To give you someplace to start, here is the list of the top ten most frequently challenged books of 2008 (according to ALA.) Get out there and read!

1. And Tango Makes Three by Justin Richardson and Peter Parnell
Reasons: anti-ethnic, anti-family, homosexuality, religious viewpoint, and unsuited to age group

2. His Dark Materials trilogy by Philip Pullman
Reasons: political viewpoint, religious viewpoint, and violence

3. TTYL; TTFN; L8R, G8R (series) by Lauren Myracle
Reasons: offensive language, sexually explicit, and unsuited to age group

4. Scary Stories (series) by Alvin Schwartz
Reasons: occult/satanism, religious viewpoint, and violence

5. Bless Me, Ultima by Rudolfo Anaya
Reasons: occult/satanism, offensive language, religious viewpoint, sexually explicit, and violence

6. The Perks of Being a Wallflower by Stephen Chbosky
Reasons: drugs, homosexuality, nudity, offensive language, sexually explicit, suicide, and unsuited to age group

7. Gossip Girl (series) by Cecily von Ziegesar
Reasons: offensive language, sexually explicit, and unsuited to age group

8. Uncle Bobby’s Wedding by Sarah S. Brannen
Reasons: homosexuality and unsuited to age group

9. The Kite Runner by Khaled Hosseini
Reasons: offensive language, sexually explicit, and unsuited to age group

10. Flashcards of My Life by Charise Mericle Harper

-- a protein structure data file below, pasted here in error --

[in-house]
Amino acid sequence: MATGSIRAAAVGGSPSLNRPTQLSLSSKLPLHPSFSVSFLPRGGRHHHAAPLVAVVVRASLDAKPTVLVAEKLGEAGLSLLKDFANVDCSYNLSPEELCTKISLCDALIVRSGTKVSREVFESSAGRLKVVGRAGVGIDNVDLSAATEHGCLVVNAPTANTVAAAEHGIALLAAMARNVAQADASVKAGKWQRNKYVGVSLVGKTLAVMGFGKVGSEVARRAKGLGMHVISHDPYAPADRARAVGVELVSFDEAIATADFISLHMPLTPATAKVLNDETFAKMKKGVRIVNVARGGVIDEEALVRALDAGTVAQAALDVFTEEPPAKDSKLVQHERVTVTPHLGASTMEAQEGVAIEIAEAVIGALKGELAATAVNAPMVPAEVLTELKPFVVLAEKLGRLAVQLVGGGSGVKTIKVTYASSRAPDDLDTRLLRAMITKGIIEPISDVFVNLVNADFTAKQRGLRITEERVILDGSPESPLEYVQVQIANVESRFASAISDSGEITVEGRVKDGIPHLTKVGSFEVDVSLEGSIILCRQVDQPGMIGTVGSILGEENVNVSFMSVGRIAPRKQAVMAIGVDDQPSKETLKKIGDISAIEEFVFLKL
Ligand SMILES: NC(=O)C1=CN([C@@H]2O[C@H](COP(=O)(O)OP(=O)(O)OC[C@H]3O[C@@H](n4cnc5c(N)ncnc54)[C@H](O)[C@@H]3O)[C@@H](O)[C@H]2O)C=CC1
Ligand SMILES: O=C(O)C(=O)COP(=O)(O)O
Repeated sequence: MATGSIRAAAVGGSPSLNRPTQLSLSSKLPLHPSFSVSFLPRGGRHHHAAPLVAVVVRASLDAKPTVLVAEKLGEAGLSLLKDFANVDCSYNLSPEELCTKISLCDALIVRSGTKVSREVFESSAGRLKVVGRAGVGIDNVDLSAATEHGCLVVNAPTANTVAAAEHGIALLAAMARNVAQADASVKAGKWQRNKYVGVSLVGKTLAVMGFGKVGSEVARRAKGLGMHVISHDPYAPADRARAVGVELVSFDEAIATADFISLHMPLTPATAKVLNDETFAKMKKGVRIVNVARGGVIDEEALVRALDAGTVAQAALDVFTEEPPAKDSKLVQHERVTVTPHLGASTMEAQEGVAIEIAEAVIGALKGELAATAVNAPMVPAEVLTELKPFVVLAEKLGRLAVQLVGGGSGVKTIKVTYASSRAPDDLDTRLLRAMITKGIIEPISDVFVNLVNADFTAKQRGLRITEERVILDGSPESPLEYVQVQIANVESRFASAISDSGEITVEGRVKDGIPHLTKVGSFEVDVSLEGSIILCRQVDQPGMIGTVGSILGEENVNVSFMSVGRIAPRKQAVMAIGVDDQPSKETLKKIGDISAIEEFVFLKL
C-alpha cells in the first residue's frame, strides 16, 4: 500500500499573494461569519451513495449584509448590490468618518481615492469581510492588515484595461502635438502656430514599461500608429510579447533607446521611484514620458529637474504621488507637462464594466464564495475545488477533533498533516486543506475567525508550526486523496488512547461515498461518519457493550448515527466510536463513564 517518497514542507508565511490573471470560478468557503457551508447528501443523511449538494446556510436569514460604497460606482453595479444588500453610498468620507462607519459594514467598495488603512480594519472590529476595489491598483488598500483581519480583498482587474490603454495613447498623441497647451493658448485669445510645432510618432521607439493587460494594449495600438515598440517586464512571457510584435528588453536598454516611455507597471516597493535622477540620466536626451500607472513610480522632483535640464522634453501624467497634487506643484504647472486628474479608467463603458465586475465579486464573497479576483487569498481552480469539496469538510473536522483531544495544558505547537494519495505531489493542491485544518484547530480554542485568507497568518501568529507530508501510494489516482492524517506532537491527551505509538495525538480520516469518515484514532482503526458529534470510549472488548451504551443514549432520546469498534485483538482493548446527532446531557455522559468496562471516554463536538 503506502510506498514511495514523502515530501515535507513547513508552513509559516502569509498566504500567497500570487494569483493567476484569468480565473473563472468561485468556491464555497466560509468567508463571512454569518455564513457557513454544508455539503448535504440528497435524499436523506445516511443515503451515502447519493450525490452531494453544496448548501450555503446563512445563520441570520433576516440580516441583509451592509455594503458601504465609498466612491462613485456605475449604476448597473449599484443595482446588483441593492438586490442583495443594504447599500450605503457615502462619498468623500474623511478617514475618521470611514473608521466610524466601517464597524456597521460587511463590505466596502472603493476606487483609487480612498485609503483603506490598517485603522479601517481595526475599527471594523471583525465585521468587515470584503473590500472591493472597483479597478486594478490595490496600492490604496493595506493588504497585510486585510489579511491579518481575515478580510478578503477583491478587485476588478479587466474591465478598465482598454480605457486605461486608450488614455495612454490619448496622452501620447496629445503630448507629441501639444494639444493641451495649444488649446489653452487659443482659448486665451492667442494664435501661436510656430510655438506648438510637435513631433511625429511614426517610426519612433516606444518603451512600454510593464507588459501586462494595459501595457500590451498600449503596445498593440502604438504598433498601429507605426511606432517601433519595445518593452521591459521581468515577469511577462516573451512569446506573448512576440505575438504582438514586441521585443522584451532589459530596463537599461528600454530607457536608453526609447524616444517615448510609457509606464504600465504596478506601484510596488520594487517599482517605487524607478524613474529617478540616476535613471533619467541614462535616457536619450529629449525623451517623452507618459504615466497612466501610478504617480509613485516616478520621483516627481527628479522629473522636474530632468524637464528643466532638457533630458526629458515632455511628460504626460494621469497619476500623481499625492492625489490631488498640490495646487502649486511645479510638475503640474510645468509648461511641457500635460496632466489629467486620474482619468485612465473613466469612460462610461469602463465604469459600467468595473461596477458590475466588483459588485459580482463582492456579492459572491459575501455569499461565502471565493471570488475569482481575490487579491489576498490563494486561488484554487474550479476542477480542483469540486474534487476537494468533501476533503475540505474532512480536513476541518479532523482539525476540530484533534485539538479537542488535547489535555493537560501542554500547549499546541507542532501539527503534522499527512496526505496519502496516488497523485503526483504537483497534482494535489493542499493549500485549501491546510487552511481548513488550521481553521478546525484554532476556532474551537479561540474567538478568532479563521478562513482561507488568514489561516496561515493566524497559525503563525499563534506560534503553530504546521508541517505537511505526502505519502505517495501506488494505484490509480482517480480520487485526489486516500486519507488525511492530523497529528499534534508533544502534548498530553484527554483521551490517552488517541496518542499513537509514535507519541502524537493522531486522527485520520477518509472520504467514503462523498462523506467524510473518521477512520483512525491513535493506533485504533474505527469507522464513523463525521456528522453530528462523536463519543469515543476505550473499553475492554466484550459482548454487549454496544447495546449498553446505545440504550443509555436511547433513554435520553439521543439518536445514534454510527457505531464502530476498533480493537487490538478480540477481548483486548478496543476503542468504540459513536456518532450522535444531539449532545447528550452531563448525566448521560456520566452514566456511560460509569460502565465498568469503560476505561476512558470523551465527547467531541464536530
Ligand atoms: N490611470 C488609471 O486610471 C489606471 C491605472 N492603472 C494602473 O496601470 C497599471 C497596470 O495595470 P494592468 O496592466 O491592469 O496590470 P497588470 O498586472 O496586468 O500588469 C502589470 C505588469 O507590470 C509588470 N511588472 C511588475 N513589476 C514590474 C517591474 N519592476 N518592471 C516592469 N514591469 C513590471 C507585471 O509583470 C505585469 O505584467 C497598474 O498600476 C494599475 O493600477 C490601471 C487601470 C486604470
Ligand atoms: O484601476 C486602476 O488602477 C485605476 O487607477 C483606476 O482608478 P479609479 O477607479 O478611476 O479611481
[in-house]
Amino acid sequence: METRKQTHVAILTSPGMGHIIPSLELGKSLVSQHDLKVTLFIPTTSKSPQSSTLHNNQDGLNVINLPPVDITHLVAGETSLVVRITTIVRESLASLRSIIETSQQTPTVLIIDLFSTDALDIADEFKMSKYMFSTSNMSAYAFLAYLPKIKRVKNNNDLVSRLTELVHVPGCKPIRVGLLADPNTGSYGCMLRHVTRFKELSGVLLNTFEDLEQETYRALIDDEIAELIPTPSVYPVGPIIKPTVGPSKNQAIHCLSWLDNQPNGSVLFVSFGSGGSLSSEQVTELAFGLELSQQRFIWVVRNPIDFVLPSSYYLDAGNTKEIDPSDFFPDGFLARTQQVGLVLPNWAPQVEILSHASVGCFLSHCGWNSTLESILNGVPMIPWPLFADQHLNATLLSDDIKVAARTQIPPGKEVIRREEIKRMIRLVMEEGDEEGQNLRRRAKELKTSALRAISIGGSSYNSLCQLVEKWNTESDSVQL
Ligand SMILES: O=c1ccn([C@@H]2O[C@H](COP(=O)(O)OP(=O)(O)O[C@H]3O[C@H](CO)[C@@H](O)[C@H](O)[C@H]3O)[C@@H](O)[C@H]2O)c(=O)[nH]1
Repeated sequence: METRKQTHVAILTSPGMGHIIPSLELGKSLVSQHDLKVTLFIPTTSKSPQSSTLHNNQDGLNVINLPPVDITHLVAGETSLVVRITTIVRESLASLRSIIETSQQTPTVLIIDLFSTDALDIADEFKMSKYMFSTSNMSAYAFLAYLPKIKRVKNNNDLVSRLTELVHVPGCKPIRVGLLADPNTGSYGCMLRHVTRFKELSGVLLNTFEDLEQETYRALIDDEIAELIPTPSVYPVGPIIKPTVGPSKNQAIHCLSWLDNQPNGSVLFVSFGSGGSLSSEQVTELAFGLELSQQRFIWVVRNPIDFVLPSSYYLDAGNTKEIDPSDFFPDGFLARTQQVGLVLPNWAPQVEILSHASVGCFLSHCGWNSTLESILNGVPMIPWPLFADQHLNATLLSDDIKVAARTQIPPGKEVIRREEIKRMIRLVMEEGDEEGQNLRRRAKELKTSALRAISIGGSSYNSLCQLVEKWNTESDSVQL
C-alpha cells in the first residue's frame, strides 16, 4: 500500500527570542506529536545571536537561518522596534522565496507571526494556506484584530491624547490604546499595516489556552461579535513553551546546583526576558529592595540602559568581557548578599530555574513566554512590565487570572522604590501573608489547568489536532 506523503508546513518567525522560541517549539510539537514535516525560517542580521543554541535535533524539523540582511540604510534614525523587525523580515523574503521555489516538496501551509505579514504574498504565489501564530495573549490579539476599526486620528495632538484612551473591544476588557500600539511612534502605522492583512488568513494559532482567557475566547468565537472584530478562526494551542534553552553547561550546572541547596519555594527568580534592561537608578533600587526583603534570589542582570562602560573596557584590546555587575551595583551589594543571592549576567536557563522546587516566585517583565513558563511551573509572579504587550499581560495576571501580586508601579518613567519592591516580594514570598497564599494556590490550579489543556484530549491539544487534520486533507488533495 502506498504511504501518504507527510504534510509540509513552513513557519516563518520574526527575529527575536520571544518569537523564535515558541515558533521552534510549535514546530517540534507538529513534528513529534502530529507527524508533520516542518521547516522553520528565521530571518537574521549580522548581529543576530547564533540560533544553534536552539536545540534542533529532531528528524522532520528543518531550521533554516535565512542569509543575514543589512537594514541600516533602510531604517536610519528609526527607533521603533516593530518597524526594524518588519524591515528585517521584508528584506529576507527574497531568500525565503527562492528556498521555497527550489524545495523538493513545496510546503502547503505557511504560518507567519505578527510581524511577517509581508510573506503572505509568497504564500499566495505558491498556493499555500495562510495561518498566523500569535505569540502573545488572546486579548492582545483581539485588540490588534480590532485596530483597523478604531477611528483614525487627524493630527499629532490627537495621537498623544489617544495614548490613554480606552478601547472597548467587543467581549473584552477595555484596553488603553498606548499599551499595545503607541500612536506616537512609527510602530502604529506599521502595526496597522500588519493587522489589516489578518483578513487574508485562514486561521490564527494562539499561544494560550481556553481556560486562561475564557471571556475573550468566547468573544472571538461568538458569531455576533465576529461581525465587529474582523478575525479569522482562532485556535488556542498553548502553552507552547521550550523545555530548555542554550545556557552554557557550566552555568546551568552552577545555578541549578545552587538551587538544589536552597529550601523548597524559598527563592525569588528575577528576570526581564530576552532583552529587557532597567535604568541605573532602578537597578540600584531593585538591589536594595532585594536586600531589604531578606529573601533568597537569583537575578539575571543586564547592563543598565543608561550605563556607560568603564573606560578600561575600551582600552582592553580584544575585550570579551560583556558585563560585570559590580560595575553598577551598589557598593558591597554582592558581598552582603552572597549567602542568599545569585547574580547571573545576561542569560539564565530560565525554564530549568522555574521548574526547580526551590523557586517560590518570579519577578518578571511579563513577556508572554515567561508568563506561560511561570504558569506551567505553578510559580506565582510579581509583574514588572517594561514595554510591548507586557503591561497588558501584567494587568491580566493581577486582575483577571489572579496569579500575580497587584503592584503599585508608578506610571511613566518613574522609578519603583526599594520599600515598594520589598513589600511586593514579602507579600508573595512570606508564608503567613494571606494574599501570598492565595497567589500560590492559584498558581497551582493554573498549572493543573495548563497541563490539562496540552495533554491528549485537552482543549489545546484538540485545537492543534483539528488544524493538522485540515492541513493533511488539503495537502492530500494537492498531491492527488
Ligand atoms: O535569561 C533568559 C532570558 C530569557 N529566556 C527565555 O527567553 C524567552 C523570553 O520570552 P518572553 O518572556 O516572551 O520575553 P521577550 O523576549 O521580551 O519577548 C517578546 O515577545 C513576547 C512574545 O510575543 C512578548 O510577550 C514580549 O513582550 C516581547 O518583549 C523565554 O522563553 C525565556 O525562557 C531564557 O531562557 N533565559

Reasons: sexually explicit and unsuited to age group

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13 Ways to Say “Hello”

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Thursday Thirteen #85

I have a weakness for languages, so this week I’m looking at different ways to say “Hello.”

13 Ways to Say Hello:

1. Bonjour (or Salut- “Hi) (French – listen here)

2. Aloha (Hawaiian)

3. Здравствуйте! (Russian – listen here)

4. Halò (Scottich Gaelic listen here)

5. guten Tag (German – listen here)

6. Kaixo (Basque – listen here)

7. Hallo – (Icelandic – listen here)

8. Moien (Luxembourgish – listen here)

9. Hallo (Norwegian – listen here)

10. Salut (Romanian – listen here)

11. Merhaba (Turkish – listen here)

12. Hello/What’s Up? in ASL

13. Greetings and Salutations (My Friend Anne Marie)

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Review: Tris’s Book

Triss_Book